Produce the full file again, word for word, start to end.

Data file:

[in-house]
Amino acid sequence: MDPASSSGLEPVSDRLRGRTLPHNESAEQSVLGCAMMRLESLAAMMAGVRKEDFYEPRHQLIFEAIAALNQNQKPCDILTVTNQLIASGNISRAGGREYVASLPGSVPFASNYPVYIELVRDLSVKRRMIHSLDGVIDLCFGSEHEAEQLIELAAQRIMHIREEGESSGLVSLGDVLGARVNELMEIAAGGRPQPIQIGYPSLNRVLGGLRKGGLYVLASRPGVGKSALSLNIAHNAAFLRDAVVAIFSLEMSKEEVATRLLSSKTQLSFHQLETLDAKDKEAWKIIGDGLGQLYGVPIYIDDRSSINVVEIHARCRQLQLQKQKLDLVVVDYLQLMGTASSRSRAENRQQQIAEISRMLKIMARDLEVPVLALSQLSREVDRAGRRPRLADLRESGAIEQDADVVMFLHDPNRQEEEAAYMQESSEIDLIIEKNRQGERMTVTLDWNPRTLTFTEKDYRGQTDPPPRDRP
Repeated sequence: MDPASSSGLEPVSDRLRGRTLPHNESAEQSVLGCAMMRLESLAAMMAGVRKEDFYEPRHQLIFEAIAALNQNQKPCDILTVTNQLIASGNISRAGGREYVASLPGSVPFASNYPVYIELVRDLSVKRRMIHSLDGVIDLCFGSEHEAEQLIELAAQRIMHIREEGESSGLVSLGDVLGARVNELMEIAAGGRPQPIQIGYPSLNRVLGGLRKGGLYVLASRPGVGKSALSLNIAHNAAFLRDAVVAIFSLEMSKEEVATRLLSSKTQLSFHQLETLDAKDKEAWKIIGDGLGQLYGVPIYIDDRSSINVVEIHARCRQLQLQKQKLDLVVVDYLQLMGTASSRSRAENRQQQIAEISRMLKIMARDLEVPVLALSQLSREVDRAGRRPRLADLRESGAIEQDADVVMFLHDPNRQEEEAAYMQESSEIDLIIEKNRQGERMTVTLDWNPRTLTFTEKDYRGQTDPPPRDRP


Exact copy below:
[in-house]
Amino acid sequence: MDPASSSGLEPVSDRLRGRTLPHNESAEQSVLGCAMMRLESLAAMMAGVRKEDFYEPRHQLIFEAIAALNQNQKPCDILTVTNQLIASGNISRAGGREYVASLPGSVPFASNYPVYIELVRDLSVKRRMIHSLDGVIDLCFGSEHEAEQLIELAAQRIMHIREEGESSGLVSLGDVLGARVNELMEIAAGGRPQPIQIGYPSLNRVLGGLRKGGLYVLASRPGVGKSALSLNIAHNAAFLRDAVVAIFSLEMSKEEVATRLLSSKTQLSFHQLETLDAKDKEAWKIIGDGLGQLYGVPIYIDDRSSINVVEIHARCRQLQLQKQKLDLVVVDYLQLMGTASSRSRAENRQQQIAEISRMLKIMARDLEVPVLALSQLSREVDRAGRRPRLADLRESGAIEQDADVVMFLHDPNRQEEEAAYMQESSEIDLIIEKNRQGERMTVTLDWNPRTLTFTEKDYRGQTDPPPRDRP
Repeated sequence: MDPASSSGLEPVSDRLRGRTLPHNESAEQSVLGCAMMRLESLAAMMAGVRKEDFYEPRHQLIFEAIAALNQNQKPCDILTVTNQLIASGNISRAGGREYVASLPGSVPFASNYPVYIELVRDLSVKRRMIHSLDGVIDLCFGSEHEAEQLIELAAQRIMHIREEGESSGLVSLGDVLGARVNELMEIAAGGRPQPIQIGYPSLNRVLGGLRKGGLYVLASRPGVGKSALSLNIAHNAAFLRDAVVAIFSLEMSKEEVATRLLSSKTQLSFHQLETLDAKDKEAWKIIGDGLGQLYGVPIYIDDRSSINVVEIHARCRQLQLQKQKLDLVVVDYLQLMGTASSRSRAENRQQQIAEISRMLKIMARDLEVPVLALSQLSREVDRAGRRPRLADLRESGAIEQDADVVMFLHDPNRQEEEAAYMQESSEIDLIIEKNRQGERMTVTLDWNPRTLTFTEKDYRGQTDPPPRDRP